Bipolar disorder and the family
Living with a person who has bipolar disorder can cause stress and tension in the family. On top of the challenge of dealing with symptoms and their consequences, family members often struggle with feelings of guilt, fear, anger, and helplessness. Ultimately, the strain can cause serious relationship problems. But families can successfully deal with bipolar disorder if they learn to accept the illness and its difficulties.
When you’re feeling frustrated or guilty, it’s important to remember that bipolar disorder isn’t anyone’s fault.
Accepting bipolar disorder involves acknowledging that things may never again be “normal.” Treatment can make a huge difference for your loved one, but it may not take care of all symptoms or impairments. To avoid disappointment and resentments, it’s important to have realistic expectations. Expecting too much of your family member is a recipe for failure. On the other hand, expecting too little can also hinder recovery, so try to find a balance between encouraging independence and providing support.
Tips for coping with bipolar disorder in the family
Supporting a person with bipolar disorder
What you can say that helps:
Adapted from: The Depression and Bipolar Support Alliance
Convincing a person with bipolar disorder to see a doctor
Aside from offering emotional support, the best way to help someone with bipolar disorder is by encouraging and supporting treatment. However, people with bipolar disorder tend to lack insight into their condition, so it’s not always easy to get them to a doctor. When they’re manic, they feel great and don’t realize there’s a problem. When they’re depressed, they may recognize something’s wrong, but lack the energy to seek help.
If your loved one won’t acknowledge the possibility of bipolar disorder, don’t argue about it. The idea may be frightening to the person, so be sensitive. Suggest a routine medical checkup instead, or a doctor’s visit for a specific symptom, such as insomnia, irritability, or fatigue (you can call ahead to tell the doctor of your bipolar disorder concerns).
Things you can say that might help:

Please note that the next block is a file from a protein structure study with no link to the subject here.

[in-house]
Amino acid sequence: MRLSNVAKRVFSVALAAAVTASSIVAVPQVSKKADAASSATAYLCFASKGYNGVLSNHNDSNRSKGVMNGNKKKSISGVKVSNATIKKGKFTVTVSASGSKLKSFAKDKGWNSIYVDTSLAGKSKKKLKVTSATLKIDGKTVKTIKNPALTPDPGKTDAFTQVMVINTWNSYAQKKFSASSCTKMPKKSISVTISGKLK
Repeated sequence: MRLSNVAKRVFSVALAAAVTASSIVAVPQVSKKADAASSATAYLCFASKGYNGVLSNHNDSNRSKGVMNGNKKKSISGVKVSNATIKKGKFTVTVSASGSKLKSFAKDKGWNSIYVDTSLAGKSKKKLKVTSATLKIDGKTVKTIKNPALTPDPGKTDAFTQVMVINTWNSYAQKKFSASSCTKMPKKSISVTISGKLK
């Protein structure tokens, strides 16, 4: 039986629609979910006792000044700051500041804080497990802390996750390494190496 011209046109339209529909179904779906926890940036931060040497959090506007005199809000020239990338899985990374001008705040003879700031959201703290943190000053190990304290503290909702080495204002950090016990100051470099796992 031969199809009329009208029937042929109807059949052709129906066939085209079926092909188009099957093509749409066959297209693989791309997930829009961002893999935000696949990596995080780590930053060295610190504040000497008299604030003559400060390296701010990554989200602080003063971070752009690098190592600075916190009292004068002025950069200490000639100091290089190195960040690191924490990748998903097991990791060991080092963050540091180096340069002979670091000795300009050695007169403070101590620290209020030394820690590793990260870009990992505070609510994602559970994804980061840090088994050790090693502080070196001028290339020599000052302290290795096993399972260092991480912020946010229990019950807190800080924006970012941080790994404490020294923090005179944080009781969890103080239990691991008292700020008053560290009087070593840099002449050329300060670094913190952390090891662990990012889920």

Supporting a loved one during bipolar disorder treatment
Once your friend or family member agrees to see a doctor, you can help by being a partner in treatment. Your support can make a big difference in treatment success, so offer to be involved in any way the person with bipolar disorder wants or needs.
Things you can do to support a loved one’s bipolar disorder treatment:
Encourage the person to take bipolar disorder medication
Medication is the cornerstone of treatment for bipolar disorder, and most people need it to regulate their moods and avoid relapse. Despite the need for medication, many people with bipolar disorder stop taking it. Some quit because they’re feeling better, others because of side effects, and still others because they enjoy the symptoms of mania. People who don’t think they have a problem are particularly likely to stop taking medication.
You can help a person with bipolar disorder stay on track by emphasizing the importance of medication and making sure all prescriptions are being taken as directed. Also encourage the person to speak to the doctor about any bothersome side effects. Side effects can be very unpleasant if the dose of the medication is too low or too high, but a change in medication or dosage may solve the problem. Remind the person that abruptly stopping medication is dangerous.
Watch for warning signs of bipolar disorder relapse
Even if a person with bipolar disorder is committed to treatment, there may be times when symptoms get worse. Take action right away if you notice any troubling symptoms or mood changes. Point out the emerging bipolar symptoms to your loved one and alert the doctor. With swift intervention, you may be able to prevent an episode of mania or depression from developing fully.
Mania warning signs and symptoms:
Depression warning signs and symptoms
Coping with mania and depression: Tips for family and friends :
If relapse can’t be prevented, there are things you can do to cope during a manic or depressive episode.
Adapted from: The Palo Alto Medical Foundation